CRISPR: The Update You've Been Waiting For.

September 30, 2017

 

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CRISPR just might be this year’s favorite to win the Nobel Prize.

 

And why not? Since its release, it has taken the scientific world by storm. Most recently it was used by researchers in Spain to take the gluten out of wheat and scientists in Japan to change the color of a garden plant from blue to white.

 

It has also been used in New York to increase crop yield. The Cold Spring Harbor Laboratory (CHSL) has used the CRISPR/Cas-9 system to edit a tomato genome. “The researchers edited trait variations or major components known to affect yield rates in crops.” They modified branch architecture, fruit size, and the overall shape of the plant.

 

The result? Significantly more crops. Considering the world’s population is only growing, this solution really comes in the nick of time.

 

 

Medically, scientists are starting to consider CRISPR to correct the genetic mutation responsible for sickle-cell disease. “Sickle-cell disease is one of the most common genetic disorders.” Millions and millions of people around the world surfer from this disease. It mostly affects the African American and Latino communities, but people in the Middle East and Asia are susceptible as well.

 

Sickle-cell is caused by a mutation in HBB, the gene that makes hemoglobin, an oxygen carrying protein. Blood cells that are healthy and normal are disc shaped. Cells affected by sickle-cell are shaped like sickles used to cut wheat. These cells tend to clump together in the body, impacting oxygen flow and causing severe pain.

 

Sickle-cell is a very well-researched, single gene mutation, making it an excellent candidate for CRISPR. The idea is that CRISPR will “raise the levels of a fetal form of hemoglobin in red blood cells, turning them healthy.” This should counteract the effects of the sickle mutation.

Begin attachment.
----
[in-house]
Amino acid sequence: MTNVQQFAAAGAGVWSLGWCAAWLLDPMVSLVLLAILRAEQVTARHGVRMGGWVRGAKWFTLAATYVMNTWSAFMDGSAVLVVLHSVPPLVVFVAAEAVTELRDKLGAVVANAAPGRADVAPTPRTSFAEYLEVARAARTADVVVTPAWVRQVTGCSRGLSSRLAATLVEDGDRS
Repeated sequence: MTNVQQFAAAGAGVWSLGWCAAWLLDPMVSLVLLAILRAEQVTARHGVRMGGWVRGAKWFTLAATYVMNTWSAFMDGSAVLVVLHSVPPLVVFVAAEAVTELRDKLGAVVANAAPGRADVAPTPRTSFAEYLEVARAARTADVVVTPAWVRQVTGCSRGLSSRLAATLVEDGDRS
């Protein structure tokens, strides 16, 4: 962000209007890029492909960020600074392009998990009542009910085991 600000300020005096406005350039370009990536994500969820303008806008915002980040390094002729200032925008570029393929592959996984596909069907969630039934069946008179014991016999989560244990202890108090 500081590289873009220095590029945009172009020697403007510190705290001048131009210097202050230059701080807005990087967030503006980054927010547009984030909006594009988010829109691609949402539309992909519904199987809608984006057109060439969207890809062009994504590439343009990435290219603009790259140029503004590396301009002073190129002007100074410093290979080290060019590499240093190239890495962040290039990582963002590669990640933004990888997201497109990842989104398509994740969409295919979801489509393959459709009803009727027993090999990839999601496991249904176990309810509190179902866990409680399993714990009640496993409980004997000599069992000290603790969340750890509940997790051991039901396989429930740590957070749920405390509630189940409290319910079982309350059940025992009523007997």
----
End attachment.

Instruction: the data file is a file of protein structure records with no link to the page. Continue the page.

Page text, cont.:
Just today, it was announced that CRISPR will be used for target mapping in rare cancers. Advances in sequencing have allowed for greater understanding in genetic causes, and now small molecule screens and the CRISPR/Cas-9 system will work together to study rare, hard to find cancers. This is obviously a really great thing. More research means better medicine, right?

 

Scientists also believe that the gene editor will help us better understand why miscarriages happen. British scientists “found that a certain human genetic marker called OTC4 played an important role in the formation and development in the early stages of embryonic development.” When they used CRISPR to get rid of that gene, the embryos failed to grow properly.

 

So yeah, I totally believe CRISPR is going to win the Nobel prize this year. I have spent so much time talking about the dangers…about designer babies primed to take over the world…and I’m not alone.

 

 

But why do we, as a society, always go “doom-and-gloom”? Why do we always assume the worst-case scenario? Is it our strong desire, strong need to be entertained? Based on what society now finds entertaining, I believe most of us are always tempted to make a mountain out of a molehill.

 

I think we all need to focus on all the good CRISPR can do and stop worrying about human gene modification. Because if we fear CRISPR, how will we ever allow it to help us?

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September 30, 2017

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writer | author | sci-fi storyteller

Lisa Caskey

writer | author | sci-fi storyteller
© 2016 by Lisa Caskey
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